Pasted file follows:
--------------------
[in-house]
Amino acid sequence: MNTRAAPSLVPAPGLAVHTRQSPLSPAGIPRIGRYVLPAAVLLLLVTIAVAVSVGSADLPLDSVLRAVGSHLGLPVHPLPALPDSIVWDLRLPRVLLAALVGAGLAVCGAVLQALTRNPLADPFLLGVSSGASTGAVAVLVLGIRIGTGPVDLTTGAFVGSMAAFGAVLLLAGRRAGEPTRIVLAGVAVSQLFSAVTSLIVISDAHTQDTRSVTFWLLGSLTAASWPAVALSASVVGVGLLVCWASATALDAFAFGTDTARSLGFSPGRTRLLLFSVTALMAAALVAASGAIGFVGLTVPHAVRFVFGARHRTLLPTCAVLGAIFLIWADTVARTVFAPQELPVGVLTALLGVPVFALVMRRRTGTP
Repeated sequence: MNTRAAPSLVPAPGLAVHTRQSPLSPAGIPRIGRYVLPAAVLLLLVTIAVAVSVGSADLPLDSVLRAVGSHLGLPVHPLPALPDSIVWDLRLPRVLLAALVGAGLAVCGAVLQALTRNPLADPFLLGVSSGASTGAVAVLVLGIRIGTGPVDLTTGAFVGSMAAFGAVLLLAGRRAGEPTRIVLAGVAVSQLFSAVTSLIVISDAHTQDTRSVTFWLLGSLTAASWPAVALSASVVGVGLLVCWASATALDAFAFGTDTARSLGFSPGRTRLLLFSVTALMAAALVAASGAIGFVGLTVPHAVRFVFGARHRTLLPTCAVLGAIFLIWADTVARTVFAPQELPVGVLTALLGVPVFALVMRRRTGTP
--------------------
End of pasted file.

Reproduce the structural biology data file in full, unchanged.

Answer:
[in-house]
Amino acid sequence: MNTRAAPSLVPAPGLAVHTRQSPLSPAGIPRIGRYVLPAAVLLLLVTIAVAVSVGSADLPLDSVLRAVGSHLGLPVHPLPALPDSIVWDLRLPRVLLAALVGAGLAVCGAVLQALTRNPLADPFLLGVSSGASTGAVAVLVLGIRIGTGPVDLTTGAFVGSMAAFGAVLLLAGRRAGEPTRIVLAGVAVSQLFSAVTSLIVISDAHTQDTRSVTFWLLGSLTAASWPAVALSASVVGVGLLVCWASATALDAFAFGTDTARSLGFSPGRTRLLLFSVTALMAAALVAASGAIGFVGLTVPHAVRFVFGARHRTLLPTCAVLGAIFLIWADTVARTVFAPQELPVGVLTALLGVPVFALVMRRRTGTP
Repeated sequence: MNTRAAPSLVPAPGLAVHTRQSPLSPAGIPRIGRYVLPAAVLLLLVTIAVAVSVGSADLPLDSVLRAVGSHLGLPVHPLPALPDSIVWDLRLPRVLLAALVGAGLAVCGAVLQALTRNPLADPFLLGVSSGASTGAVAVLVLGIRIGTGPVDLTTGAFVGSMAAFGAVLLLAGRRAGEPTRIVLAGVAVSQLFSAVTSLIVISDAHTQDTRSVTFWLLGSLTAASWPAVALSASVVGVGLLVCWASATALDAFAFGTDTARSLGFSPGRTRLLLFSVTALMAAALVAASGAIGFVGLTVPHAVRFVFGARHRTLLPTCAVLGAIFLIWADTVARTVFAPQELPVGVLTALLGVPVFALVMRRRTGTP